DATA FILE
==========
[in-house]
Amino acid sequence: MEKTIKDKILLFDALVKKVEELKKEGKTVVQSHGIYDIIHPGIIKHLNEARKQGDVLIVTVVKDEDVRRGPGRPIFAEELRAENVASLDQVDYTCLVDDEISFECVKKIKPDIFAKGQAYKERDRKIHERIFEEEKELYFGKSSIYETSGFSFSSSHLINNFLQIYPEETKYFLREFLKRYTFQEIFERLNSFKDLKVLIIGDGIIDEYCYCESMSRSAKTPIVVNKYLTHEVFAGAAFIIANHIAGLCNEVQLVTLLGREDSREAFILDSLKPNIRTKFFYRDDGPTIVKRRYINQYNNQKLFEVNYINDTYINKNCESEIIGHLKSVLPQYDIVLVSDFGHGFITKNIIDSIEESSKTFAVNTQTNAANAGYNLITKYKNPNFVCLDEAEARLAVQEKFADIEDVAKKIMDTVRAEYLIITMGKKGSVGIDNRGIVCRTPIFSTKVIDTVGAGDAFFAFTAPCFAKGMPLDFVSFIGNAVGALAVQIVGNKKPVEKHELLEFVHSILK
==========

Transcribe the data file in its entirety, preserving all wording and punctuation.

[in-house]
Amino acid sequence: MEKTIKDKILLFDALVKKVEELKKEGKTVVQSHGIYDIIHPGIIKHLNEARKQGDVLIVTVVKDEDVRRGPGRPIFAEELRAENVASLDQVDYTCLVDDEISFECVKKIKPDIFAKGQAYKERDRKIHERIFEEEKELYFGKSSIYETSGFSFSSSHLINNFLQIYPEETKYFLREFLKRYTFQEIFERLNSFKDLKVLIIGDGIIDEYCYCESMSRSAKTPIVVNKYLTHEVFAGAAFIIANHIAGLCNEVQLVTLLGREDSREAFILDSLKPNIRTKFFYRDDGPTIVKRRYINQYNNQKLFEVNYINDTYINKNCESEIIGHLKSVLPQYDIVLVSDFGHGFITKNIIDSIEESSKTFAVNTQTNAANAGYNLITKYKNPNFVCLDEAEARLAVQEKFADIEDVAKKIMDTVRAEYLIITMGKKGSVGIDNRGIVCRTPIFSTKVIDTVGAGDAFFAFTAPCFAKGMPLDFVSFIGNAVGALAVQIVGNKKPVEKHELLEFVHSILK